A painstaking review into the disastrous 0-9 losing run had already taken place, and according to senior All Black and Chiefs midfielder Anton Lienert-Brown, the team had hit something close to an all-time low.

“In a way we hit rock bottom and last year’s review made us look deep into what’s happening within this whole environment,” Lienert-Brown told The XV. “We changed a lot of things and we’re operating better as a team and an organisation now because there is a lot of good habits that we’re all living by.”

We talk a lot about Chiefs Mana as a team and an organisation at large but I think if a lot of people were asked the question of what it actually is, I’m not sure they’d all be able to articulate very well what it looks like and feels like.

Clayton McMillan

It’s easy to credit culture when a team is experiencing a winning streak instead of a losing one, but a key theme of the 2021 version of the Chiefs is how they appear to have executed the art of ensuring that outside noise never enters the dressing room, even in the bad times.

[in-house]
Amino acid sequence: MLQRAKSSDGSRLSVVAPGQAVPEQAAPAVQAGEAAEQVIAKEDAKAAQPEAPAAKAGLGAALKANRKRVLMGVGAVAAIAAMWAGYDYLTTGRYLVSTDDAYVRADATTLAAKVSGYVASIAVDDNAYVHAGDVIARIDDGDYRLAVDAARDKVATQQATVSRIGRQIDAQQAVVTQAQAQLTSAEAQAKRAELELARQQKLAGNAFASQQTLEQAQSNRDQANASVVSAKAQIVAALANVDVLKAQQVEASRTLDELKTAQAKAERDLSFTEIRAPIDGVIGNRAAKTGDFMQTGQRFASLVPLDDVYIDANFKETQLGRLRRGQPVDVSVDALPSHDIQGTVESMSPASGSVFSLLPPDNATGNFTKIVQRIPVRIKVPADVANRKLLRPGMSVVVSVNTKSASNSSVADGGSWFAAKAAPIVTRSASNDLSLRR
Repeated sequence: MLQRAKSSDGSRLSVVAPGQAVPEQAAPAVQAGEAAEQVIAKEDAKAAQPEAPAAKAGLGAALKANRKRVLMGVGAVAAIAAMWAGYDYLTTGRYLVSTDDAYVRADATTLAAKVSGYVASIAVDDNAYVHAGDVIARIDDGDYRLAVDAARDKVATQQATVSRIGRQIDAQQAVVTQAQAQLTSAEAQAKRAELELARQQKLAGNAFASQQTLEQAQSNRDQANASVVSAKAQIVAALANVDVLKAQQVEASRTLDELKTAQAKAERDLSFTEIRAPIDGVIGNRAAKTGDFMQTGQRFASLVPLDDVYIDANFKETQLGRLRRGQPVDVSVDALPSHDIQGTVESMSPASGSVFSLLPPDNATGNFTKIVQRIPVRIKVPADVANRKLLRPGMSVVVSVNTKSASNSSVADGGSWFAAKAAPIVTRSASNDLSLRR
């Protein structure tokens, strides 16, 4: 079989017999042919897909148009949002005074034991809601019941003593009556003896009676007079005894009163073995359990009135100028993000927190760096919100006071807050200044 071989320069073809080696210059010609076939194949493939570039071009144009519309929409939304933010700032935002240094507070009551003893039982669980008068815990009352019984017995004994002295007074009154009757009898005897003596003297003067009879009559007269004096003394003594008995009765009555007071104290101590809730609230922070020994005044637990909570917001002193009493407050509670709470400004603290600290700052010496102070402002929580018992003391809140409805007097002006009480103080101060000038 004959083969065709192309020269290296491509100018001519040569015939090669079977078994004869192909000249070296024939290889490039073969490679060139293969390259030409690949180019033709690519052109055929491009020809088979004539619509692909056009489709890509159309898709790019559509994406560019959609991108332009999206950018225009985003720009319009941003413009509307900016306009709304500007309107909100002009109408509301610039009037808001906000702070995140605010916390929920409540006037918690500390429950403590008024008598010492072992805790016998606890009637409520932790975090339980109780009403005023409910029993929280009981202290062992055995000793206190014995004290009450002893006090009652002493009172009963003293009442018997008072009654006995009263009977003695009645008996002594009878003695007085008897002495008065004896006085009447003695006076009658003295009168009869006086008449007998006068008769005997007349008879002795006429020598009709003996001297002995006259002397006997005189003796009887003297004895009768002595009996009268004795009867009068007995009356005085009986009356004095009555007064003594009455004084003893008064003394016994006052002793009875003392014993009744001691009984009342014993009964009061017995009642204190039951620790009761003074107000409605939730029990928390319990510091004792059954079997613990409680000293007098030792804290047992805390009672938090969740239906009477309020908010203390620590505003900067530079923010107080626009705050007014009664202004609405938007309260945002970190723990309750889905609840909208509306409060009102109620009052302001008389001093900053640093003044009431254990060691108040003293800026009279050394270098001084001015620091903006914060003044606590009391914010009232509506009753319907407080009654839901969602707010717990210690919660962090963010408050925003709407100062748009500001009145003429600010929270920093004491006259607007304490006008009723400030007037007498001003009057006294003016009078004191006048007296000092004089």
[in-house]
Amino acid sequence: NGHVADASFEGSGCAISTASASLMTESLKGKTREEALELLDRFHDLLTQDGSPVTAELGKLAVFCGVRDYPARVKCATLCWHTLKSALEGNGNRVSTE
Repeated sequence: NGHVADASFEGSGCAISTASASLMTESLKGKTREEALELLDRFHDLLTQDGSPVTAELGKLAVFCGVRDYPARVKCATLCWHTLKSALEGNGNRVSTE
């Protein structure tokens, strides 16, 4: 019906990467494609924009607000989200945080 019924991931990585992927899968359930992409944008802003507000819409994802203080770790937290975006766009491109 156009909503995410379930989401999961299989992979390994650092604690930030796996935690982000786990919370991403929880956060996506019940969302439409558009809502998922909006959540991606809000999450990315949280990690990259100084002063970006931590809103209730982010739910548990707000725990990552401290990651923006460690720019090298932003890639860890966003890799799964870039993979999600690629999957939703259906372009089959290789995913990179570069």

Unlike his predecessor, McMillan has never spoken publicly about his issues with refereeing decisions. There has also been a sense of internal calm about the man which has been obvious for all to see.

Even when staring down the barrel of the worst losing record for a New Zealand side in Super Rugby, McMillan couldn’t hold back a smile when asked about how the team was coping.  

“There’s no need to make a bigger issue of the fact that we’ve lost a few games,” McMillan said following the early season loss to the Highlanders. “It ultimately comes down to process and we will learn from these experiences and turn the corner pretty soon.”

It’s the lack of panic and sense of belief that struck Lienert-Brown most, particularly when the team equaled that unwanted streak.